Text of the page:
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A sad day in Gotham

A bit of New York literary history ended yesterday, the New York Times reports, as the inventory of Gotham Book Mart in midtown Manhattan was sold off to the highest bidder. The bookstore had served as a sort of salon, and its stock included books signed by John Updike and Anaïs Nin, but last fall a judge evicted the store owner and ordered an auction over a claim of more than a half-million dollars in rent owed.

The auction was unusual in that the building’s landlord had bid $400,000 for everything, and unless the cumulative amount raised by auctioning individual items topped that figure, the landlord would get everything – which he did. That left a lot of disappointed collectors, dealers, and sentimental customers.

The staff had been working feverishly to catalog the vast inventory ever since a move three years ago to 16 East 46th Street from 41 West 47th Street. Many of the boxes remained unpacked. The store set up a Web site with pictures of the interior with its antique wood paneling. But the staff never managed to itemize the inventory online.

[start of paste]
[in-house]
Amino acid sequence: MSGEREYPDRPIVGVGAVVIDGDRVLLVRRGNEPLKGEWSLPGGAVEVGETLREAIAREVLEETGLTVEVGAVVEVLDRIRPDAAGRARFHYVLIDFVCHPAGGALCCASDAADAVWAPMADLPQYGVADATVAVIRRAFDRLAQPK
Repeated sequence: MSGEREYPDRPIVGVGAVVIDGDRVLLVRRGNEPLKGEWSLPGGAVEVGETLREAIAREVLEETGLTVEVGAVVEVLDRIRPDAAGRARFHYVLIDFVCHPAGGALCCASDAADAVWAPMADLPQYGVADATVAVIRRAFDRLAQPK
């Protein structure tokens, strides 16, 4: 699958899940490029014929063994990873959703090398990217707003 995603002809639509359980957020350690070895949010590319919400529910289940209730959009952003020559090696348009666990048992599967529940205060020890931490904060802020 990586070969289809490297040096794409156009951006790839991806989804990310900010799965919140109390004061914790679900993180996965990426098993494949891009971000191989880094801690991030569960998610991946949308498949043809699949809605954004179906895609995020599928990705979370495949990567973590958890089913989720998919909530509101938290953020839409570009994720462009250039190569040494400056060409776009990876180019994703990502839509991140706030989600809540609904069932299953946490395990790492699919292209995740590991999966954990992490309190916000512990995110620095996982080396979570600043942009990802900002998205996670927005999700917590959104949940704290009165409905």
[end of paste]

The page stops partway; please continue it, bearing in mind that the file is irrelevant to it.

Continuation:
On the fifth floor, an elderly dealer from Ireland saw near the top of a pile a box that was rumored to include books from the James Joyce Literary Society, which convened quarterly at Gotham for about 60 years. He could not reach it.

“I came back from Ireland just for this disaster,” the dealer, Sean Crean, said before the auction began. “There’s no catalog; there’s no lot numbers.”

A teary Andreas Brown, the store owner, said he hoped there would be another incarnation of the Gotham Book Mart somewhere, but the landlord plans to sell the property that was its former home.